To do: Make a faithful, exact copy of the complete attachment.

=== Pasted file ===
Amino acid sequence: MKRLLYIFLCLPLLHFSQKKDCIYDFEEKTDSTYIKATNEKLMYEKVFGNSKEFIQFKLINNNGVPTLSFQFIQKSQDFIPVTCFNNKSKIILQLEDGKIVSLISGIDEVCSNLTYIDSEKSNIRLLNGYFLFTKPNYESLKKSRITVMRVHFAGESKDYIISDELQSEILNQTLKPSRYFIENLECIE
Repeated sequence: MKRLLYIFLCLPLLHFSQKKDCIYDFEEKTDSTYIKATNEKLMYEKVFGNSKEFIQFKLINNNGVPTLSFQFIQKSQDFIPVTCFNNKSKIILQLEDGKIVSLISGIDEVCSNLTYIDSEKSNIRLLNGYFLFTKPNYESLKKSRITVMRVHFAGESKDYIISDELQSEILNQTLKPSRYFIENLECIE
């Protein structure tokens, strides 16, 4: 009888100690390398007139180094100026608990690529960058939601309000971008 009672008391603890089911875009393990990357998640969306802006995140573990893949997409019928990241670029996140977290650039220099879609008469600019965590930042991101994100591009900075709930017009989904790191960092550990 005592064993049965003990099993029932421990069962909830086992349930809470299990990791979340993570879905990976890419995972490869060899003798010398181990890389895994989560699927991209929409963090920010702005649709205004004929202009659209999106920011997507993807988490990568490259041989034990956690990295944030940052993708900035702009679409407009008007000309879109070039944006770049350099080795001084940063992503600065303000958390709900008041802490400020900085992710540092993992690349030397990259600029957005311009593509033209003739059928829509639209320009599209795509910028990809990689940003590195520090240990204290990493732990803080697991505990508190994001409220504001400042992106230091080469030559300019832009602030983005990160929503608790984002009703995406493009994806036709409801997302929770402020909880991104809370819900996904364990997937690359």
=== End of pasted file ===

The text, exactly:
Amino acid sequence: MKRLLYIFLCLPLLHFSQKKDCIYDFEEKTDSTYIKATNEKLMYEKVFGNSKEFIQFKLINNNGVPTLSFQFIQKSQDFIPVTCFNNKSKIILQLEDGKIVSLISGIDEVCSNLTYIDSEKSNIRLLNGYFLFTKPNYESLKKSRITVMRVHFAGESKDYIISDELQSEILNQTLKPSRYFIENLECIE
Repeated sequence: MKRLLYIFLCLPLLHFSQKKDCIYDFEEKTDSTYIKATNEKLMYEKVFGNSKEFIQFKLINNNGVPTLSFQFIQKSQDFIPVTCFNNKSKIILQLEDGKIVSLISGIDEVCSNLTYIDSEKSNIRLLNGYFLFTKPNYESLKKSRITVMRVHFAGESKDYIISDELQSEILNQTLKPSRYFIENLECIE
């Protein structure tokens, strides 16, 4: 009888100690390398007139180094100026608990690529960058939601309000971008 009672008391603890089911875009393990990357998640969306802006995140573990893949997409019928990241670029996140977290650039220099879609008469600019965590930042991101994100591009900075709930017009989904790191960092550990 005592064993049965003990099993029932421990069962909830086992349930809470299990990791979340993570879905990976890419995972490869060899003798010398181990890389895994989560699927991209929409963090920010702005649709205004004929202009659209999106920011997507993807988490990568490259041989034990956690990295944030940052993708900035702009679409407009008007000309879109070039944006770049350099080795001084940063992503600065303000958390709900008041802490400020900085992710540092993992690349030397990259600029957005311009593509033209003739059928829509639209320009599209795509910028990809990689940003590195520090240990204290990493732990803080697991505990508190994001409220504001400042992106230091080469030559300019832009602030983005990160929503608790984002009703995406493009994806036709409801997302929770402020909880991104809370819900996904364990997937690359």